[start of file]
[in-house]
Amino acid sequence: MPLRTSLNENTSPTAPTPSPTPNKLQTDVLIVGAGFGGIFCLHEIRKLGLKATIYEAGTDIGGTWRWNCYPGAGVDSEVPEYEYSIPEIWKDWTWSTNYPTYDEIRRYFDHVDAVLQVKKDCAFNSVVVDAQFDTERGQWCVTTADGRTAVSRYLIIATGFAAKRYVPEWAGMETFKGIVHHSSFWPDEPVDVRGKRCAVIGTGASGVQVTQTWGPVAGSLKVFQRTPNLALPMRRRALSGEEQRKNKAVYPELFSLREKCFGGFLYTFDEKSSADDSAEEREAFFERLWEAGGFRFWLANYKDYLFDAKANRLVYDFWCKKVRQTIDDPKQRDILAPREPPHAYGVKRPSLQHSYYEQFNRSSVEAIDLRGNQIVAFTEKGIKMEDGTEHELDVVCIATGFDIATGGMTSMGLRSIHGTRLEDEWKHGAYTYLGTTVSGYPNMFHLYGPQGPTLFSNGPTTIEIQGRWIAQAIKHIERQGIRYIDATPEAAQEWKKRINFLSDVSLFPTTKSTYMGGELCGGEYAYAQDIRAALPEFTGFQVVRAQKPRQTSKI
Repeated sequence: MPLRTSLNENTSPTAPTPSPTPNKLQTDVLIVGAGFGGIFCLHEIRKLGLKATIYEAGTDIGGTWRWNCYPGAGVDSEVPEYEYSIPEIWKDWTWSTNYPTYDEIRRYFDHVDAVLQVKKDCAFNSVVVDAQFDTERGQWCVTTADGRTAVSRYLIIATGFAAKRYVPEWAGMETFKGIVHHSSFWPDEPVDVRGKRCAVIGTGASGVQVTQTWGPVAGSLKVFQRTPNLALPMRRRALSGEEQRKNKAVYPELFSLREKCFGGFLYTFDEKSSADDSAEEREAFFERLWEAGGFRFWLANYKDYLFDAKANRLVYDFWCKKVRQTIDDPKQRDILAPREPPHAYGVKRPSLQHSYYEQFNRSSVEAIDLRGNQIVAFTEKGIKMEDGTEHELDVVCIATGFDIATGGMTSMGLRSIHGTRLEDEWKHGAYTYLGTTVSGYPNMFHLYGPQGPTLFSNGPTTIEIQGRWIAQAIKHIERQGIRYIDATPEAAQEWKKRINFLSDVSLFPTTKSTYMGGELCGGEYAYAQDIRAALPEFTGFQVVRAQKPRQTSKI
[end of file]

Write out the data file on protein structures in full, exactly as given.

[in-house]
Amino acid sequence: MPLRTSLNENTSPTAPTPSPTPNKLQTDVLIVGAGFGGIFCLHEIRKLGLKATIYEAGTDIGGTWRWNCYPGAGVDSEVPEYEYSIPEIWKDWTWSTNYPTYDEIRRYFDHVDAVLQVKKDCAFNSVVVDAQFDTERGQWCVTTADGRTAVSRYLIIATGFAAKRYVPEWAGMETFKGIVHHSSFWPDEPVDVRGKRCAVIGTGASGVQVTQTWGPVAGSLKVFQRTPNLALPMRRRALSGEEQRKNKAVYPELFSLREKCFGGFLYTFDEKSSADDSAEEREAFFERLWEAGGFRFWLANYKDYLFDAKANRLVYDFWCKKVRQTIDDPKQRDILAPREPPHAYGVKRPSLQHSYYEQFNRSSVEAIDLRGNQIVAFTEKGIKMEDGTEHELDVVCIATGFDIATGGMTSMGLRSIHGTRLEDEWKHGAYTYLGTTVSGYPNMFHLYGPQGPTLFSNGPTTIEIQGRWIAQAIKHIERQGIRYIDATPEAAQEWKKRINFLSDVSLFPTTKSTYMGGELCGGEYAYAQDIRAALPEFTGFQVVRAQKPRQTSKI
Repeated sequence: MPLRTSLNENTSPTAPTPSPTPNKLQTDVLIVGAGFGGIFCLHEIRKLGLKATIYEAGTDIGGTWRWNCYPGAGVDSEVPEYEYSIPEIWKDWTWSTNYPTYDEIRRYFDHVDAVLQVKKDCAFNSVVVDAQFDTERGQWCVTTADGRTAVSRYLIIATGFAAKRYVPEWAGMETFKGIVHHSSFWPDEPVDVRGKRCAVIGTGASGVQVTQTWGPVAGSLKVFQRTPNLALPMRRRALSGEEQRKNKAVYPELFSLREKCFGGFLYTFDEKSSADDSAEEREAFFERLWEAGGFRFWLANYKDYLFDAKANRLVYDFWCKKVRQTIDDPKQRDILAPREPPHAYGVKRPSLQHSYYEQFNRSSVEAIDLRGNQIVAFTEKGIKMEDGTEHELDVVCIATGFDIATGGMTSMGLRSIHGTRLEDEWKHGAYTYLGTTVSGYPNMFHLYGPQGPTLFSNGPTTIEIQGRWIAQAIKHIERQGIRYIDATPEAAQEWKKRINFLSDVSLFPTTKSTYMGGELCGGEYAYAQDIRAALPEFTGFQVVRAQKPRQTSKI